[Superintendent Chris] Himsel said parents have the option to allow their kids to return to school or choose remote learning. Depending on the results, the school district may have to hire more staff, Himsel said.

"To do things right is going to cost a little extra to make sure that we are being safe for all of our kids," Himsel said. "We do have some students who have underlying health issues where remote learning may be best for them."

East Allen County Schools

While there was no article about EACS plan for reopening schools this week from NEIFPE's social media, the EACS plan was reported in an earlier blog post. You can find the entire East Allen reopening plan at the links below.

East Allen County Schools Reopening Safety Plan (Subject to change)

More information can be found on the EACS web site.


Washington Township schools go 100% virtual for start of 2020-21 school year

From RTV-6 Indianapolis
Washington Township schools in Indianapolis will not return to in-person classes on July 30.

The Metropolitan School District of Washington Township School Board announced Monday that the 11,000 students in the district will begin virtual learning instead of returning to classes.

Read the full statement from the MSD Washington Township School Board below:

MSD Washington Township School Board policy provides that in making any decision board members must always think of our students first. While we do so today, we have also considered what in our judgment is in the best interest of our students’ families and of our dedicated faculty, staff, and administration and their families.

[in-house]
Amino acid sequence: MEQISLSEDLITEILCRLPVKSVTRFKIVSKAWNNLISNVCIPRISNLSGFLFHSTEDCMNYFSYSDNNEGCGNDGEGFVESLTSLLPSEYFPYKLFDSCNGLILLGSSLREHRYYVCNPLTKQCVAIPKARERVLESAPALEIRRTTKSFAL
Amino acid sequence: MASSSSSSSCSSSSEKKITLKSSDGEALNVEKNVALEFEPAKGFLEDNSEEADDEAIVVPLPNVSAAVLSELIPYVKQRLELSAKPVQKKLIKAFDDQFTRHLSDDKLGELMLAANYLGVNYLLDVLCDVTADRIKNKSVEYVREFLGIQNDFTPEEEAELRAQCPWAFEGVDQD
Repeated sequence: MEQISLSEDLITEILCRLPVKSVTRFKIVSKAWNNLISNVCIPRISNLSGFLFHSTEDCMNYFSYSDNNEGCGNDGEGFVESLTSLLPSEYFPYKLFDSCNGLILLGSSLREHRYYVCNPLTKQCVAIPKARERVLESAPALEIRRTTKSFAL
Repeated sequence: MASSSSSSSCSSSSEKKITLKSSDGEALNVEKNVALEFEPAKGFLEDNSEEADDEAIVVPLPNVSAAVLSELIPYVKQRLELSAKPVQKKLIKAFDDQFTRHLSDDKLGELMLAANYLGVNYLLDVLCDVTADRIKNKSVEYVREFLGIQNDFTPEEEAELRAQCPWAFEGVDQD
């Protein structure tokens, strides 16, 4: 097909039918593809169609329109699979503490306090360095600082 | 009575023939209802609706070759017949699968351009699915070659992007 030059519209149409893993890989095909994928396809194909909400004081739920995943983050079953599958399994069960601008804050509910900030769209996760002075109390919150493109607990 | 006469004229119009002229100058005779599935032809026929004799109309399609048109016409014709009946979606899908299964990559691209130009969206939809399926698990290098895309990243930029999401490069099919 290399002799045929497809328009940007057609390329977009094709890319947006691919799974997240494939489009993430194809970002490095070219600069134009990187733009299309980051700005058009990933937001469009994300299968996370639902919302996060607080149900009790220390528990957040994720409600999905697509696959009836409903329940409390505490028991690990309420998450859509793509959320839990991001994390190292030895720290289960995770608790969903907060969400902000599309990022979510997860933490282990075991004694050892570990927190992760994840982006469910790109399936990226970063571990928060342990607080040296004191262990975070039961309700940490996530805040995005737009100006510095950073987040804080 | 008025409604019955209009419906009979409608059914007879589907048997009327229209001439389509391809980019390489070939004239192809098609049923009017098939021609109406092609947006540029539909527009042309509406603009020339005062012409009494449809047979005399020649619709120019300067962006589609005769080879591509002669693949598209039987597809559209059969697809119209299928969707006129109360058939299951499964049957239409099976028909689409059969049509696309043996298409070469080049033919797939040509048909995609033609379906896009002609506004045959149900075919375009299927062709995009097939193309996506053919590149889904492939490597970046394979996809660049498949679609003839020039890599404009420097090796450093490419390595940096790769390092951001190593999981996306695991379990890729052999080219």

Washington Township Schools won’t offer in-person instruction in a reversal

Cheers to this school district that found the wisdom and the courage to stand up to bullying and keep the health and safety of staff and students as their main concern! May other districts find similar courage!

From Chalkbeat*
While schools across Indiana are releasing in-person reopening plans, many districts in other states are opting not to fully reopen school buildings. In New York City, for example, students are expected to have staggered schedules and come to school in person part time.

Whether to reopen schools full time has become a political lightning rod in recent days, as U.S. Education Secretary Betsy DeVos and President Trump have called for schools to fully reopen and threatened to withhold federal funding from schools that don’t.

That debate is coming at a moment when Indianapolis schools are on the cusp of reopening. Most schools in Marion County begin in late July or early August — several weeks before schools typically return in Northeastern states.


Back to school: Indiana education chief favors acceleration over remediation

Here are suggestions for school from Indiana’s Chief Academic Officer. Do you agree?

From Chalkbeat*
Indiana’s chief academic officer advised educators to use grade-level material this year rather than review previous curriculum to address widely anticipated student learning loss.